Jalgaon, Maharashtra: "All agricultural loans disbursed by scheduled commercial banks, regional rural banks and cooperative credit institutions up to March 31, 2007 and overdue as on December 31, 2007 will be waived off under a scheme of debt waiver and debt relief for farmers."
These words of Union Finance Minister P Chadambaram in his Budget Speech have already brought some cheers across the countryside.
And bankers, too, can relax. For, it's not a write-off on their books. In fact, they stand to regain some money, which they had given up as lost forever.
"The advantage here is that most banks had written off many of these loans as bad debts. Now this could be corrected. Besides, the FM has formidably made it clear that banks would be compensated well," HDFC Bank Chairman, Deepak Parekh, says.
But while some farmers are celebrating their 'gains', there are others who feel they made a mistake by being honest.
"What the Government has done is not correct. What about those of us who've already paid back our debts? How is this fair on us? In this case, the government should deposit our money too in our accounts," a farmer in Chopada-Jalgaon, Bhushan Birari Patil, demands.
The Union Finance Minister's intentions may have been noble, but with banking tied up in procedure and moneylenders going on the back foot, Chidambaram's farm loan waiver has come as a bitter-sweet boon for the farmers in North Maharashtra.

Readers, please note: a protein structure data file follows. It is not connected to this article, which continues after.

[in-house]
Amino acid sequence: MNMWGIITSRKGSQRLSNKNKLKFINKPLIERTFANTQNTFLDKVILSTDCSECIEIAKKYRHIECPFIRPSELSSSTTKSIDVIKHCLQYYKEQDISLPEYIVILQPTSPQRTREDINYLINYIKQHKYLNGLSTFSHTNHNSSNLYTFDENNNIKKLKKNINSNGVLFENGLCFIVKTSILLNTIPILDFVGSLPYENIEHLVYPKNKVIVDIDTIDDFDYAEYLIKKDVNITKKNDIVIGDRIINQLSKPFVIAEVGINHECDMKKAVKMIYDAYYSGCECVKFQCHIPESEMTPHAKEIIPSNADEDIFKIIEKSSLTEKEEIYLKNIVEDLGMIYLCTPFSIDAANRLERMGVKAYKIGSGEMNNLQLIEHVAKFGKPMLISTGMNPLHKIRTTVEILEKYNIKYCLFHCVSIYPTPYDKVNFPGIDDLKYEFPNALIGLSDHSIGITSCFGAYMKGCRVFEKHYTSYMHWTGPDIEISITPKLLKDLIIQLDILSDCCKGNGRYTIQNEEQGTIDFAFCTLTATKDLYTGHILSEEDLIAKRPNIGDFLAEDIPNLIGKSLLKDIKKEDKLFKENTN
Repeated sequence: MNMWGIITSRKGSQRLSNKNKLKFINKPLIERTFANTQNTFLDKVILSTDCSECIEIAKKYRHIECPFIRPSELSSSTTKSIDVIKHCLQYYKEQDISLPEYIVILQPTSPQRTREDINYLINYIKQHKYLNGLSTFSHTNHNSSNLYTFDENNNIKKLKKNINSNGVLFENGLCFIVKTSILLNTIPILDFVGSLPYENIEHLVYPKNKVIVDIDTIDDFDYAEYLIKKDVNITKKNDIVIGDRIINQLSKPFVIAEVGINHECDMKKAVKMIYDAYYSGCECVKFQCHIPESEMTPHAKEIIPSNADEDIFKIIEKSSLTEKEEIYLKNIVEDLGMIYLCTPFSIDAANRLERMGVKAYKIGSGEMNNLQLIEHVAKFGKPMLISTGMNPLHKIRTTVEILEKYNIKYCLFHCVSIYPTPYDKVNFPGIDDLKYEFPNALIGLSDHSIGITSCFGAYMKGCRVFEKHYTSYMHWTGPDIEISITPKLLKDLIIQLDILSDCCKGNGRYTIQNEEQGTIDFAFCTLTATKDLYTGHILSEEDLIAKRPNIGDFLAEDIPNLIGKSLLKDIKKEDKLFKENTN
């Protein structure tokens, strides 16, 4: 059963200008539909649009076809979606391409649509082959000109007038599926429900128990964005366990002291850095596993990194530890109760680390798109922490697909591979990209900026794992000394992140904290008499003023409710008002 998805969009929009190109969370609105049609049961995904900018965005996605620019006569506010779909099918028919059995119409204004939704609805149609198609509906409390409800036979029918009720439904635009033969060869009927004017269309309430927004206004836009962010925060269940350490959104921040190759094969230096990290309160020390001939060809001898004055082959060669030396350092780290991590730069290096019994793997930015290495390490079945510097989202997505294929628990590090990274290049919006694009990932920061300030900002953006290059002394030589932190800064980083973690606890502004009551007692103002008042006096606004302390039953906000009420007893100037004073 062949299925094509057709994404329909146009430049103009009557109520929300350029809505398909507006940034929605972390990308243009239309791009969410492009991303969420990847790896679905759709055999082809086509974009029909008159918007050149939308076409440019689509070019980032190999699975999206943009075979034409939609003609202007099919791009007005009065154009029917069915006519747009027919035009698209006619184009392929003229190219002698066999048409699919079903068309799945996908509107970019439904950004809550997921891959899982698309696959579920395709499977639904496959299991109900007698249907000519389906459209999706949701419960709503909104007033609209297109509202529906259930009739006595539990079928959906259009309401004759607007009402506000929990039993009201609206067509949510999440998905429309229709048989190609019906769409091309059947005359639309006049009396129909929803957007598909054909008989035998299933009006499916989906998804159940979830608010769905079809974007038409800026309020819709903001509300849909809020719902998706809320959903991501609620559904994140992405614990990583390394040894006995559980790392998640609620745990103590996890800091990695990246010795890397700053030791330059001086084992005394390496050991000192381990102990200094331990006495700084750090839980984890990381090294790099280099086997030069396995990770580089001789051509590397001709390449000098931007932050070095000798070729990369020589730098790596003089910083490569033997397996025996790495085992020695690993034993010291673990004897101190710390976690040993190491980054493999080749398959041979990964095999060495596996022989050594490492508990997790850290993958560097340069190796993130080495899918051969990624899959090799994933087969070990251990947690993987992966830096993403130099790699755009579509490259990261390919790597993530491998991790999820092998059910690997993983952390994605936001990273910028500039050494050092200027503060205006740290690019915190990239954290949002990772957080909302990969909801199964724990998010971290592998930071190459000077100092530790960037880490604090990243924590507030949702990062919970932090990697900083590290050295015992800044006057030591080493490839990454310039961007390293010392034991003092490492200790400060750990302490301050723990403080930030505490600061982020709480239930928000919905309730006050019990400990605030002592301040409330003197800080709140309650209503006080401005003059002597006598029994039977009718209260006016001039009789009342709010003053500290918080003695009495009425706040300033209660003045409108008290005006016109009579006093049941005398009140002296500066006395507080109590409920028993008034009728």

For the average honest farmer, it's the worry of a new kind — a 'regret' of having paid back the entire loan amount and a 'fear' of having lost his only access to emergency money. For, with money lenders now shying away from lending money any more, the farmer does not have any access to easy loans in case of a crisis.
"In case of an emergency, it was only a money-lender who'd give us money even at night," another farmer in Pathonda, Jalgaon, Vinayak Deva Birari, says.
"Look at it this way: if I borrow Rs 1 lakh from a bank, I only get Rs 85,000. And over and above that, I have to spend another Rs 7-8,000 as expenditure on filling forms, getting NOCs from 20-23 banks, buying stamp papers, arranging mortgages etc. And invariably it takes at least three months, " Nivruti Shinde, a trader and farmer, points out.
Local money lenders also add to the fear by saying that they would rather hold on to their money now instead of 'lending' and losing it.
"How convenient! Not all farmers borrow money only for agricultural purposes. It may even be for a daughter's wedding or for any other emergency. Today, anyone can now turn around and call it an agricultural loan and, therefore, not pay up," a money-lender, who didn't wish to be identified, says.